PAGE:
A volcano can be considered as a dynamical system, and each time series recorded at a volcano can be interpreted as one of its observables. It is therefore theoretically possible to extract, even from a single time series, information about the underlying governing system. This is done through a procedure called "embedding" that is based on the intuitive statement that the only time series available carries with it information also about the time evolution of other parameters that we are not able to sample or observe. Carrying out this embedding procedure requires estimates of key parameters such as the optimal delay time and a proper embedding dimension. Other independent but often conceptually similar procedures allow decompositions of the time series into components that may in turn be associated to different source processes. The key to the characterization of volcanic regimes is a process of data reduction, aimed at parsing the amount of data into its most useful components which can then facilitate the interpretation of the system. The approaches presented here can be used to conduct such a data reduction phase, and the reduced data stream can be used not only for characterizing different volcanic regimes but also for determining transitions between them, examining their relationship with external or internal events such as tectonic or volcano-tectonic seismic events, looking for precursors of paroxysmal eruptive phases etc. These results can become additional inputs for physical models in order to understand in detail the physical changes that occurred in the volcanic system and their possible consequences. In this paper, the existing literature on this subject will be reviewed and the prospects of future research will be discussed.

Characterization of volcanic regimes and identification of significant transitions using geophysical data: A review

CARNIEL, Roberto
2014

Abstract

A volcano can be considered as a dynamical system, and each time series recorded at a volcano can be interpreted as one of its observables. It is therefore theoretically possible to extract, even from a single time series, information about the underlying governing system. This is done through a procedure called "embedding" that is based on the intuitive statement that the only time series available carries with it information also about the time evolution of other parameters that we are not able to sample or observe. Carrying out this embedding procedure requires estimates of key parameters such as the optimal delay time and a proper embedding dimension. Other independent but often conceptually similar procedures allow decompositions of the time series into components that may in turn be associated to different source processes. The key to the characterization of volcanic regimes is a process of data reduction, aimed at parsing the amount of data into its most useful components which can then facilitate the interpretation of the system. The approaches presented here can be used to conduct such a data reduction phase, and the reduced data stream can be used not only for characterizing different volcanic regimes but also for determining transitions between them, examining their relationship with external or internal events such as tectonic or volcano-tectonic seismic events, looking for precursors of paroxysmal eruptive phases etc. These results can become additional inputs for physical models in order to understand in detail the physical changes that occurred in the volcanic system and their possible consequences. In this paper, the existing literature on this subject will be reviewed and the prospects of future research will be discussed.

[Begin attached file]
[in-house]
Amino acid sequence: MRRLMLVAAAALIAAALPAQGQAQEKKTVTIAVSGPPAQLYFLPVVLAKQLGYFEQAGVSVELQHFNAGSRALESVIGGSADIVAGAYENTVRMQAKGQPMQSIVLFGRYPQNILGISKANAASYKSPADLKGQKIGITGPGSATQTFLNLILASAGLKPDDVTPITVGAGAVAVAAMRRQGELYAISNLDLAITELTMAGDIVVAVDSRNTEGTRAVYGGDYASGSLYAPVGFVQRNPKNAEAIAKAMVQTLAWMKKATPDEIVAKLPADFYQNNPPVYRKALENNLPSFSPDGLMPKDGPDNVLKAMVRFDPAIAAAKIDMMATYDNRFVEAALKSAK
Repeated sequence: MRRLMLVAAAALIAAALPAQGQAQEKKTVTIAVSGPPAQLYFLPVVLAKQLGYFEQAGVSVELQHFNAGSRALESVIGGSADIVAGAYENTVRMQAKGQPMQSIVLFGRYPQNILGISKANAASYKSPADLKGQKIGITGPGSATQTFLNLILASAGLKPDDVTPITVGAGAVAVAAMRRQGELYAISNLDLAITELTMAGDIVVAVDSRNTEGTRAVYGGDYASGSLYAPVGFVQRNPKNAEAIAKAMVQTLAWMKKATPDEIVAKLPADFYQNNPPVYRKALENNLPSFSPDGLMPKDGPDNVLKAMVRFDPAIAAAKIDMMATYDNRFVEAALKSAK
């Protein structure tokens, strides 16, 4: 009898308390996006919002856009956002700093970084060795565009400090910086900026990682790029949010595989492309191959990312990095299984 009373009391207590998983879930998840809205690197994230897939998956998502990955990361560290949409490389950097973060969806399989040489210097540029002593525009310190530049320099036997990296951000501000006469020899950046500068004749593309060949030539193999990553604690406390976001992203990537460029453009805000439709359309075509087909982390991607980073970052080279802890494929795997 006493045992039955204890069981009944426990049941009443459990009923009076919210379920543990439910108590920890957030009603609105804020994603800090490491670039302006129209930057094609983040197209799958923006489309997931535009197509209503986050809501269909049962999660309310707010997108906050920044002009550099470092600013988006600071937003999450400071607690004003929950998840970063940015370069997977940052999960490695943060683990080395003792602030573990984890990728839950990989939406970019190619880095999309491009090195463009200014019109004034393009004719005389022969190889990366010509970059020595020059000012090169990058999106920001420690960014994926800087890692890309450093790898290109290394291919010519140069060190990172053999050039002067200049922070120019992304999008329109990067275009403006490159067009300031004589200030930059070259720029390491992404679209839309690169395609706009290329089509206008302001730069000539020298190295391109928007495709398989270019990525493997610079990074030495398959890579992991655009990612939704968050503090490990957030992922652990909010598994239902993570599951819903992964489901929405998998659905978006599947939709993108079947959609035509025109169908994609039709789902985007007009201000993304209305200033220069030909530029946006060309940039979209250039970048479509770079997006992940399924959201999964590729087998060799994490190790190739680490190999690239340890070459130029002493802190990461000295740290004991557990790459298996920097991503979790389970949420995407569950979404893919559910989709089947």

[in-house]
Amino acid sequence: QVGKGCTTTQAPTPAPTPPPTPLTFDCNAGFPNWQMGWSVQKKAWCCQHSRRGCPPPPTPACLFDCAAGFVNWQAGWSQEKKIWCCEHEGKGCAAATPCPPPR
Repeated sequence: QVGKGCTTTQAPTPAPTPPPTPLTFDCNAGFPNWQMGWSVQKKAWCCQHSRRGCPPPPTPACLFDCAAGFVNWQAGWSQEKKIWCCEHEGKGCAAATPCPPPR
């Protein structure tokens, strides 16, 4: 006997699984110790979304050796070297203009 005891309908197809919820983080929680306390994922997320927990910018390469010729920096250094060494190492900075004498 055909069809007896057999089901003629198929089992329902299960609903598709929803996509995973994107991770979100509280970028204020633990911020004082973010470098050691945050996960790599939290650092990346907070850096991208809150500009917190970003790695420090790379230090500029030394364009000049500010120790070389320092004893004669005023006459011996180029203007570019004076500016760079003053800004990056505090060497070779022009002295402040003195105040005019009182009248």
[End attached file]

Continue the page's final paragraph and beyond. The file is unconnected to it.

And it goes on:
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Utilizza questo identificativo per citare o creare un link a questo documento: http://hdl.handle.net/11390/1084467
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